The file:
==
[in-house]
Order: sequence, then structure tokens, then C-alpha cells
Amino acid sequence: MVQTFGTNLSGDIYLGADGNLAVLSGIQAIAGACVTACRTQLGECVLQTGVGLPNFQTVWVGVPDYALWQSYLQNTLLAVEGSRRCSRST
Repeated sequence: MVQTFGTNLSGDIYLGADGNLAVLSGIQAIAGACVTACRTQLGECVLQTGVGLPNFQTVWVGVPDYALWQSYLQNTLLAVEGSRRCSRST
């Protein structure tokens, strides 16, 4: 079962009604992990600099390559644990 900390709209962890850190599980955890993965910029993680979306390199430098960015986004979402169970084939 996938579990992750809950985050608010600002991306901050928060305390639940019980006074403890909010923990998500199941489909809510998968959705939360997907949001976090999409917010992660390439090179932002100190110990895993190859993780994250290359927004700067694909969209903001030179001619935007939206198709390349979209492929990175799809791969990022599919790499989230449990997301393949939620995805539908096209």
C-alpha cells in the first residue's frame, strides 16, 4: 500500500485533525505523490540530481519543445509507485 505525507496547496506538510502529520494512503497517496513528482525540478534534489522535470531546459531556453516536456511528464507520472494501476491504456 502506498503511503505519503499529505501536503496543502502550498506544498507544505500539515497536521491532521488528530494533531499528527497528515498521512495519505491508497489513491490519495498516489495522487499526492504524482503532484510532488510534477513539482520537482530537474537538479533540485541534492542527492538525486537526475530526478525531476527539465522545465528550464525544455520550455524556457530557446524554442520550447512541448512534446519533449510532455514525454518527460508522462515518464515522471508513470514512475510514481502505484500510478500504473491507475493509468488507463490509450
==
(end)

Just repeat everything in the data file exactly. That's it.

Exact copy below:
[in-house]
Order: sequence, then structure tokens, then C-alpha cells
Amino acid sequence: MVQTFGTNLSGDIYLGADGNLAVLSGIQAIAGACVTACRTQLGECVLQTGVGLPNFQTVWVGVPDYALWQSYLQNTLLAVEGSRRCSRST
Repeated sequence: MVQTFGTNLSGDIYLGADGNLAVLSGIQAIAGACVTACRTQLGECVLQTGVGLPNFQTVWVGVPDYALWQSYLQNTLLAVEGSRRCSRST
């Protein structure tokens, strides 16, 4: 079962009604992990600099390559644990 900390709209962890850190599980955890993965910029993680979306390199430098960015986004979402169970084939 996938579990992750809950985050608010600002991306901050928060305390639940019980006074403890909010923990998500199941489909809510998968959705939360997907949001976090999409917010992660390439090179932002100190110990895993190859993780994250290359927004700067694909969209903001030179001619935007939206198709390349979209492929990175799809791969990022599919790499989230449990997301393949939620995805539908096209």
C-alpha cells in the first residue's frame, strides 16, 4: 500500500485533525505523490540530481519543445509507485 505525507496547496506538510502529520494512503497517496513528482525540478534534489522535470531546459531556453516536456511528464507520472494501476491504456 502506498503511503505519503499529505501536503496543502502550498506544498507544505500539515497536521491532521488528530494533531499528527497528515498521512495519505491508497489513491490519495498516489495522487499526492504524482503532484510532488510534477513539482520537482530537474537538479533540485541534492542527492538525486537526475530526478525531476527539465522545465528550464525544455520550455524556457530557446524554442520550447512541448512534446519533449510532455514525454518527460508522462515518464515522471508513470514512475510514481502505484500510478500504473491507475493509468488507463490509450